The School of Greatness: A Real-World Guide to Living Bigger, Loving Deeper, and Leaving a Legacy – Lewis Howes

Here are 3 other points to the book:

How do you live bigger, love deeper and leave a legacy? In his book, Lewis Howes, entrepreneur, former professional Arena League football player, and host of The School of Greatness podcast where he interviews influencers, experts, and game changing people, shares his wisdom that he’s learned from the numerous people who he’s interviewed. Through what he’s gathered, it boils down to 8 things: creating a vision, turning adversity into advantage, cultivating a champion mindset, developing hustle, mastering your body, practicing positive habits, building a winning team, and living a life of service. Here are some of the points to the book:

 

1. Time and time again do I read/hear from influential people that having a clear vision is important to your success. Without a clear vision, getting to a destination is difficult. If you don’t know what you want, and you’re not crystal clear about it, it’ll take you significantly longer to become successful.If you want to be great at anything, you’ve got to have a clear vision of exactly what you want, why you want it, and when you want it to happen. All greats do this, including the greats you will hear much more from over the course of the rest of this book. It was an essential component to Shawn Johnson climbing the medal stand in Beijing, Kyle Maynard climbing Mount Kilimanjaro, Rich Roll going from overweight lawyer to world-class ultramarathoner, Scooter Braun building one of the most successful music management firms in the industry, and my brother climbing the ranks of the world’s great jazz musicians, to name a few. Now, having a vision isn’t all you need to be great, happy, or successful, but it’s absolutely true that you can’t be those things without one.He later states, We focused first on creating a vision because it’s the most important step to getting anywhere and achieving anything you want in any area of life. But we also have to be clear about what a vision is. A vision is not just a dream. A powerful vision emerges when we couple our dreams with a set of clear goals. Without both, we are apt to wander in a clueless and purposeless fog, because a dream without goals is just a fantasy. And fantasies are the bad kind of visions—the hallucinogenic kind, not the real kind.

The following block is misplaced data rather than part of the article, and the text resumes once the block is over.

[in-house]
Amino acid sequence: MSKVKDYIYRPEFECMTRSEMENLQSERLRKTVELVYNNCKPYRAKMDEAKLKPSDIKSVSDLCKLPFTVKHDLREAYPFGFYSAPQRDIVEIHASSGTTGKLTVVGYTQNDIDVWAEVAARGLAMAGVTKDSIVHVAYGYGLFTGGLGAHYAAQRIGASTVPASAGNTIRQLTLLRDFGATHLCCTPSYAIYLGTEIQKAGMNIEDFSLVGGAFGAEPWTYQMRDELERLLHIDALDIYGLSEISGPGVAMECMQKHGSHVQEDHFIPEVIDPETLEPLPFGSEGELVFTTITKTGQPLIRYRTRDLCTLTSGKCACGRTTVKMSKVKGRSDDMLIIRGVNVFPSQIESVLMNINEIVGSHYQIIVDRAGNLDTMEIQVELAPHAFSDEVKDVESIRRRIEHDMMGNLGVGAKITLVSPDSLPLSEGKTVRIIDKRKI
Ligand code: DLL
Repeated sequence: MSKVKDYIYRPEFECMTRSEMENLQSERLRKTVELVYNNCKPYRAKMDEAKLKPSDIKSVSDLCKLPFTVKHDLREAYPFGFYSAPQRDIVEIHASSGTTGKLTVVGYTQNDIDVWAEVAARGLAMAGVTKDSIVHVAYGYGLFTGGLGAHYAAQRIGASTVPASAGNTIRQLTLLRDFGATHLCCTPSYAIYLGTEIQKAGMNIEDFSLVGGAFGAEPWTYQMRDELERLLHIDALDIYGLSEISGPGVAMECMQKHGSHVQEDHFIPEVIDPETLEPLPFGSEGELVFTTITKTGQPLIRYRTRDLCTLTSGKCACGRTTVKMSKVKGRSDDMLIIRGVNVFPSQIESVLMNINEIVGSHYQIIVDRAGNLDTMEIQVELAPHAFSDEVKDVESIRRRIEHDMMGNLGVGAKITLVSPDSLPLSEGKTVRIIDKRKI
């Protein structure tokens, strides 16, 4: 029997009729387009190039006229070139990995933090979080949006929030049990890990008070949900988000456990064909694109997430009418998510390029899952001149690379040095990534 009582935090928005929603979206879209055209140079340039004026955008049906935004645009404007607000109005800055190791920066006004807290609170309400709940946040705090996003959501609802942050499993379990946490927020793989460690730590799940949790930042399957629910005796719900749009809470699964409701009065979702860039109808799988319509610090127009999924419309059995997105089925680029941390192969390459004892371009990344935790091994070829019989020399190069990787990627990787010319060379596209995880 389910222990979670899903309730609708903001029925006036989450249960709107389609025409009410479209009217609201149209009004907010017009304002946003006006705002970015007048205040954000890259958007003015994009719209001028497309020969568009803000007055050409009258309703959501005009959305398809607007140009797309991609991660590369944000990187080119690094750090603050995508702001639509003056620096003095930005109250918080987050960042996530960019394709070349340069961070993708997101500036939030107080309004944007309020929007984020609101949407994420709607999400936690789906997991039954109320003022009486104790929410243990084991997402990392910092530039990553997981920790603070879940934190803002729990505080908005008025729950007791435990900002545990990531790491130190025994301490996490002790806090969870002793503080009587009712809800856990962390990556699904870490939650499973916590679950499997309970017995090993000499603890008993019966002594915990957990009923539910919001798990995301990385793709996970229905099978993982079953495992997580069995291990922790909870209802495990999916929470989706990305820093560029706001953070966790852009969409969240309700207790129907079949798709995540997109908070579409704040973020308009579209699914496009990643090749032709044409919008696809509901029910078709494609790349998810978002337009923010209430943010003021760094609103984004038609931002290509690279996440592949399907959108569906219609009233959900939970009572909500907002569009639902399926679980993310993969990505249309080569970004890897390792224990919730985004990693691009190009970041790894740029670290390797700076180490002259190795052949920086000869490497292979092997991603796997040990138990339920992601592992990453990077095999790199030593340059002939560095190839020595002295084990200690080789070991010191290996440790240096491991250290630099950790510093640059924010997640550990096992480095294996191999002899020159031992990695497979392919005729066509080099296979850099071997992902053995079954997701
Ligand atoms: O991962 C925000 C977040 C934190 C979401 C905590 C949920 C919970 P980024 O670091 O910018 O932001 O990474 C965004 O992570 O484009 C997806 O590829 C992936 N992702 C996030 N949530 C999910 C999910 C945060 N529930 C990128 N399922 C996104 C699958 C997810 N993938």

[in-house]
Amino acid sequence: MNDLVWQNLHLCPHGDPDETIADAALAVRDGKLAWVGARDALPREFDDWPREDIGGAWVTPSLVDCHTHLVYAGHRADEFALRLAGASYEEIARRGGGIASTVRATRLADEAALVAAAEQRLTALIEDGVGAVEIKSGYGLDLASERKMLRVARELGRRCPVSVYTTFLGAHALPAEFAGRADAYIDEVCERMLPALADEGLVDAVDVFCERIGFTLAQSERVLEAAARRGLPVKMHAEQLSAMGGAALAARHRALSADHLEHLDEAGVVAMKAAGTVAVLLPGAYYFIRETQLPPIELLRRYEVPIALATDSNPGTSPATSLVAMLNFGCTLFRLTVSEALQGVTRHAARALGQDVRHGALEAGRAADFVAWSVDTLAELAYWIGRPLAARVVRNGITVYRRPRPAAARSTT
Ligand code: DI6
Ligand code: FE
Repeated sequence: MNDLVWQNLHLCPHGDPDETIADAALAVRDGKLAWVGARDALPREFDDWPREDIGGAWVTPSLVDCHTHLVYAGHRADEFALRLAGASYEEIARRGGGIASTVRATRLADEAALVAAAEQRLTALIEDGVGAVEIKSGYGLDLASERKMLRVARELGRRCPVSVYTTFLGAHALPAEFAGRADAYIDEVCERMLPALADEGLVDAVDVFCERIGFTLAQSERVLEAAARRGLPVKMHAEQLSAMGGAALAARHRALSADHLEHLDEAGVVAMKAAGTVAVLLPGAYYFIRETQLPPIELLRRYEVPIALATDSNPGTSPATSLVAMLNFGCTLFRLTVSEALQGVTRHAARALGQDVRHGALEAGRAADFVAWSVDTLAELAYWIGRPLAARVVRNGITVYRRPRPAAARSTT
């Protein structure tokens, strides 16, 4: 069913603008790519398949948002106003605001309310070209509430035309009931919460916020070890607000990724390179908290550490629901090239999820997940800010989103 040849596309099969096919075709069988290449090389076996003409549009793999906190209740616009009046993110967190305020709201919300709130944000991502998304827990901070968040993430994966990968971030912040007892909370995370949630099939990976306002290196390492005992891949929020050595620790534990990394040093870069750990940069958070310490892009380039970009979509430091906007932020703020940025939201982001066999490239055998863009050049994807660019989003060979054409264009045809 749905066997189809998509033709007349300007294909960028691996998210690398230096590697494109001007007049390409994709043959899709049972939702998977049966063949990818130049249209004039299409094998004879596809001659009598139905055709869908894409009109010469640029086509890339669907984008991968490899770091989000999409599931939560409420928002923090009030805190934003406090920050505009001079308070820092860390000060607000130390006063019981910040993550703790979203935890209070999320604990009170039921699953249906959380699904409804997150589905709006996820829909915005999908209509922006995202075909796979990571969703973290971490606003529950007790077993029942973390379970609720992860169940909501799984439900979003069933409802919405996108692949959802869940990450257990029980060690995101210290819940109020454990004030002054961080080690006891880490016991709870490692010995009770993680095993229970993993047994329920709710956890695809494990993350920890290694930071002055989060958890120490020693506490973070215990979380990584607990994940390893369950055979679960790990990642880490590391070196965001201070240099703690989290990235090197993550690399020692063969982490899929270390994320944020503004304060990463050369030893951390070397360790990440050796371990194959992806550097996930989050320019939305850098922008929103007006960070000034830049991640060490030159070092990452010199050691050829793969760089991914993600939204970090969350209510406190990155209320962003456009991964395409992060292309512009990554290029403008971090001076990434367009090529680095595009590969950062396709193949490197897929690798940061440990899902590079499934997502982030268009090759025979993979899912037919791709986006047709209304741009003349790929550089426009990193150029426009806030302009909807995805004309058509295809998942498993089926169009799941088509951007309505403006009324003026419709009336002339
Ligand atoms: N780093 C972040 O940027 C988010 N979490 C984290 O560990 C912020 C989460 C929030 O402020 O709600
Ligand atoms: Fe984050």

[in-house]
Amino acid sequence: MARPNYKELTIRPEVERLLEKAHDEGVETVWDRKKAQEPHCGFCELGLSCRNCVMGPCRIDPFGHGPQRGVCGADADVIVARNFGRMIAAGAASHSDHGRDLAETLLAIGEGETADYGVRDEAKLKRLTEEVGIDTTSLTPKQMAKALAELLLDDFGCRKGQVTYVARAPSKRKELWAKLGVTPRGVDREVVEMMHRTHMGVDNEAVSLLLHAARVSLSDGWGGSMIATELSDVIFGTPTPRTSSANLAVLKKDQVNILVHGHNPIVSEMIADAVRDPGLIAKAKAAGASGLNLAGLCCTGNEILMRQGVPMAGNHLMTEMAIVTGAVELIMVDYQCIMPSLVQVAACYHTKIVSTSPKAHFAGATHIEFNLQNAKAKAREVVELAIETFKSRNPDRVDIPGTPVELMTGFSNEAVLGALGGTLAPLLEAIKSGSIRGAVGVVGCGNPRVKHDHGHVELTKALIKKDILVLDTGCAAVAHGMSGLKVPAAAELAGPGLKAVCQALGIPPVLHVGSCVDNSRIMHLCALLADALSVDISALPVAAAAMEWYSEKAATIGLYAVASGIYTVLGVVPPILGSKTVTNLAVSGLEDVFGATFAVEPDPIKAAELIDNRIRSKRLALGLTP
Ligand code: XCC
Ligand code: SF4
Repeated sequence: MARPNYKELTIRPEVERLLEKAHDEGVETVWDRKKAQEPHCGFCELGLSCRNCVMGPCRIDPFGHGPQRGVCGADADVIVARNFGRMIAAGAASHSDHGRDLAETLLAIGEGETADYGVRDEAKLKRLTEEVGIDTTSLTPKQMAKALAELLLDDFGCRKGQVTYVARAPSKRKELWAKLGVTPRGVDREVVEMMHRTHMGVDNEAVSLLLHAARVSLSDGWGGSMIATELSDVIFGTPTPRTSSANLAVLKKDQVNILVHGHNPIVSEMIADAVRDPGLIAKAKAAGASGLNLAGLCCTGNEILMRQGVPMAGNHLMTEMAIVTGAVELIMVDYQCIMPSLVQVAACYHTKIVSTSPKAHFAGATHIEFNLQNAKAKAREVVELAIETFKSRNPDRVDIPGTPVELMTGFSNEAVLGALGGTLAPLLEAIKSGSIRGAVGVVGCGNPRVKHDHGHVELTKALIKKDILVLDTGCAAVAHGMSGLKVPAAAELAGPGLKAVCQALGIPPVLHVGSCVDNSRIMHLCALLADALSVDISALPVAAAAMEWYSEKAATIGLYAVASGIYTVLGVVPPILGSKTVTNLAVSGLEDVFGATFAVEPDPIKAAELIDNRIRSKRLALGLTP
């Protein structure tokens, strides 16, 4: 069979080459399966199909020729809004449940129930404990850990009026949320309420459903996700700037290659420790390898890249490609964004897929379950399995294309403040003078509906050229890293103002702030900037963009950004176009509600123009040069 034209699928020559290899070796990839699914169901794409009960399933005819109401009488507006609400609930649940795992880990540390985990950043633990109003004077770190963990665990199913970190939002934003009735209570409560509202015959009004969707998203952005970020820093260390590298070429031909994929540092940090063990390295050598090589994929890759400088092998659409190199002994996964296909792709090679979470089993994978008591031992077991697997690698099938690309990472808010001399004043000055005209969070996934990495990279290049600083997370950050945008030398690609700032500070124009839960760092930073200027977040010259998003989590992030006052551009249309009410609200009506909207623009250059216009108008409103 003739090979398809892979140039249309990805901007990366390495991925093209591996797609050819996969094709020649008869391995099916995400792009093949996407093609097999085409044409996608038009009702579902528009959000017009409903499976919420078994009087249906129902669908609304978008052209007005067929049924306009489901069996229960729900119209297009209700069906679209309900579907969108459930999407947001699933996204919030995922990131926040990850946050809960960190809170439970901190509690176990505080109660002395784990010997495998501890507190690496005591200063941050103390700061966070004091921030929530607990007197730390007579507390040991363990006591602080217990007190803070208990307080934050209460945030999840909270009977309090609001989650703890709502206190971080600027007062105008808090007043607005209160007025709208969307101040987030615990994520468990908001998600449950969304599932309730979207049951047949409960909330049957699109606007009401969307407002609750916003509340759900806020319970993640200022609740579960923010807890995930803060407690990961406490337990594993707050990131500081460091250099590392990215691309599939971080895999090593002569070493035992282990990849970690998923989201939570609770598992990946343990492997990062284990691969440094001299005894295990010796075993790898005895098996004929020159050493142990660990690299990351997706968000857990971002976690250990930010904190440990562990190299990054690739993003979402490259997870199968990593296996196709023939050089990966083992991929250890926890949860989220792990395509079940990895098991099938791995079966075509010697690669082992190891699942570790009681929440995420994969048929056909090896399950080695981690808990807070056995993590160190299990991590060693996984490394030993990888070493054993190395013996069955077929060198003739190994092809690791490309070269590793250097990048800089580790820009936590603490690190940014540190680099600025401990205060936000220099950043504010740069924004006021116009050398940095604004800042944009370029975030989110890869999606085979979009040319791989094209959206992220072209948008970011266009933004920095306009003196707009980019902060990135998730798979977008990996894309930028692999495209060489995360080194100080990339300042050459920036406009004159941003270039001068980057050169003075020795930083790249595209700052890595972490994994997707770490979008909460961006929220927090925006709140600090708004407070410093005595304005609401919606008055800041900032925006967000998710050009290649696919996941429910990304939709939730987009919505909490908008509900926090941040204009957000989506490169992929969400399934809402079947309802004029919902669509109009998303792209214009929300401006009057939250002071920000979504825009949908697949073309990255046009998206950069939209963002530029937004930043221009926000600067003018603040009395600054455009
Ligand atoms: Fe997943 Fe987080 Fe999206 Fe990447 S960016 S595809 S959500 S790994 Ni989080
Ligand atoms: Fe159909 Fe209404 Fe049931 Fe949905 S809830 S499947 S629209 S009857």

2. In order to succeed, get comfortable with the uncomfortable. On your way to becoming successful learning new things or skills will feel uncomfortable at first, however, that’s always the case. In the book The Secrets of The Millionaire Mind by T. Harv Eker, he states that your comfort zone is basically your wealth zone. The more you expand your comfort zone, the more you’ll expand your wealth zone. “Getting started is always the hardest part of doing anything new. You have to overcome all those fears and anxieties of saying the wrong thing or looking foolish. There can be a lot of shame involved, and shame has stopped more than a few people from doing important things—things they loved. Nicole recognized this and decided to jump in with both feet. She took a job on the floor of the Chicago Mercantile Exchange. ‘When you start to speak that language, you feel you’re speaking Chinese in your own country,’ she confessed. ‘That’s what happened to me when I started on the floor of the exchange. I had to learn the language really quickly. When I realized that it was just learning a language and that if I learned it I could join the conversation, I felt so empowered.’ I knew exactly what she meant, because I experienced that exact feeling when I was learning how to salsa dance back in 2006. I was living above a jazz club that offered salsa dancing once a week, and I went down there committed to becoming the best tall, goofy, white-guy salsa dancer that I could be. I was petrified, but for 3 months, I trained and studied and had group classes, and I took private lessons, and I watched YouTube videos, and I practiced in front of my mirror by myself like I was dancing with a girl. If you think it’s weird when I talk about it, imagine how weird I felt doing it! But I remember the moment when I finally understood the language of salsa dancing, and believe me when I tell you that when I started, it seemed like a completely foreign language. Nicole nailed it; it was absolutely like speaking Chinese. When it clicked and salsa started to make sense, as though I could speak the language fluently, I felt like I could run up the side of a building. I could do anything I set my mind to no matter what obstacles—physical or mental, internal or external—stood in front of me.